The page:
Lots of rain

Well, it looks like the sale of the garden (AKA  the house next door)  is going to happen.   Barbara has to be gone by 10/9 and the new folks are scheduled to move in on the 11th.  I may get a cucumber or zucchini but nothing else.   The garden is really looking good this year and I hope they either agree to share it or at least farm it actively to take advantage of the high quality soil that I’ve built over the last 10 years.   It’ll be about 75% planted out by then.   Another loss to be dealt with as new neighbors move in is the burn pile.  As with the garden, we share a large burn pile where we both dispose of tree and brush trimmings.   Doesn’t sound like much but you’d be surprised just how much “tree litter” we deal with.  Up until now, this has been a good thing since the wood ash adds nutrients and mass to the compost piles – so eventually ending up in the garden.

I was more than a little proud of the gators almost beating Alabama.   From here on out, “almost beating” doesn’t get it.  I was hoping that the Jag’s would show up with a winner this season rather than pulling up the rear as usual.  So far, not so good.   Ditto the Dolphins.   I’ve never been a Buc’s fan but …………….

We’ve had lots of rain over the past week.  I’ve dumped the 6” rain gauge 3 times in the past week and the lake is the highest we’ve seen for several years.   It’s about 6” from overtopping Barbara’s dock.   The good news is that we’re past most of the hurricane season with no signs of anything to worry about.   Some of the green bean plants in the garden are looking shabby which I suspect has to do with excess water.   Their roots are probably deep enough to be in saturated soil – great for rice but not so great for beans.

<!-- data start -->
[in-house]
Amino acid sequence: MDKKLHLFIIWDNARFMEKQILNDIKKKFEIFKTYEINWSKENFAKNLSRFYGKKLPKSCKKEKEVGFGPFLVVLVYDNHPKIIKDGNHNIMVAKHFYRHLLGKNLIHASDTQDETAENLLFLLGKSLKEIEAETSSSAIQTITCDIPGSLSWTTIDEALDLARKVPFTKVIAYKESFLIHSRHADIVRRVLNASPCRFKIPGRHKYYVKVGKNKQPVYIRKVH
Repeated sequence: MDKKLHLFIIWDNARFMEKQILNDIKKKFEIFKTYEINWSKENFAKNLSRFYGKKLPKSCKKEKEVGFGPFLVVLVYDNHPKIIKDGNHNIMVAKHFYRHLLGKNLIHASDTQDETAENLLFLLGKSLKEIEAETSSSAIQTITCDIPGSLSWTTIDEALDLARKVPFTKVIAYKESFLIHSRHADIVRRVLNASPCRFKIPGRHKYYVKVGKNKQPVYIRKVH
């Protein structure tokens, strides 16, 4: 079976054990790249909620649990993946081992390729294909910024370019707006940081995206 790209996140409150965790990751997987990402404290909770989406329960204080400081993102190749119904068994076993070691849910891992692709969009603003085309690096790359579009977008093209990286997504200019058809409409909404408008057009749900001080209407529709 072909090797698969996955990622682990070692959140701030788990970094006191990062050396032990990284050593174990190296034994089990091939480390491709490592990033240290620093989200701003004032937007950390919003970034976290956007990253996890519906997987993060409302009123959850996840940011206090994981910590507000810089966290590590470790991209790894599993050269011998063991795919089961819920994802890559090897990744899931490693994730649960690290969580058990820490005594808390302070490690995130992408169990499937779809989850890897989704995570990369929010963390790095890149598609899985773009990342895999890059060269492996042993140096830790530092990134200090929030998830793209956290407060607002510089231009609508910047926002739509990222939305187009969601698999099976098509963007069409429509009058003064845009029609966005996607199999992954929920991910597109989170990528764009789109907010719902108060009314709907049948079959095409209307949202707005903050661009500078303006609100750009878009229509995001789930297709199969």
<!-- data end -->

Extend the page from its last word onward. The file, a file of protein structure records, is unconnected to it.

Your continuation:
Great, Great Grandfather

Of course the big news is the new great grandson.   Bay Joseph Carbone.  Congrat’s Amy and Simon.

Still no hard definition on next door – supposedly an acceptable offer has been proffered and the deal is at the bank getting a loan.   Barbara is thinking she’ll be moving the end of October.   Toward that end, she’s had a moving POD brought to her house which will be loaded with furniture etc and put in storage.  I wouldn’t think she would do that without feeling fairly certain that the sale will happen.  That means we may get to pick some beans and maybe squash and cucumbers but no tomatoes, peppers or greens.   Most of the seedlings have been transplanted to temporary quarters – aka yogurt cups – where they’ll grow some for the next 2-3 weeks.  I’m really happy with the green peppers.   They’re a hard crop but it looks like I got 100% and they all look strong.   One bad thing is that they’re a 90 day crop so it may be that the new owners get all the benefit. ditto the tomatoes.   I also planted some lettuce – way early.  Lettuce has trouble with heat but I decided to take a chance that it will cool down early enough to produce.  I have the seeds left over from last year so the worst thing that can happen is it doesn’t make it.  Time will tell.  Also, I still have plenty of lettuce seed so if we keep working the garden, I can always replant the lettuce.  One thought I had was to offer them use of our dock for parties etc in exchange for the garden.   Just a thought.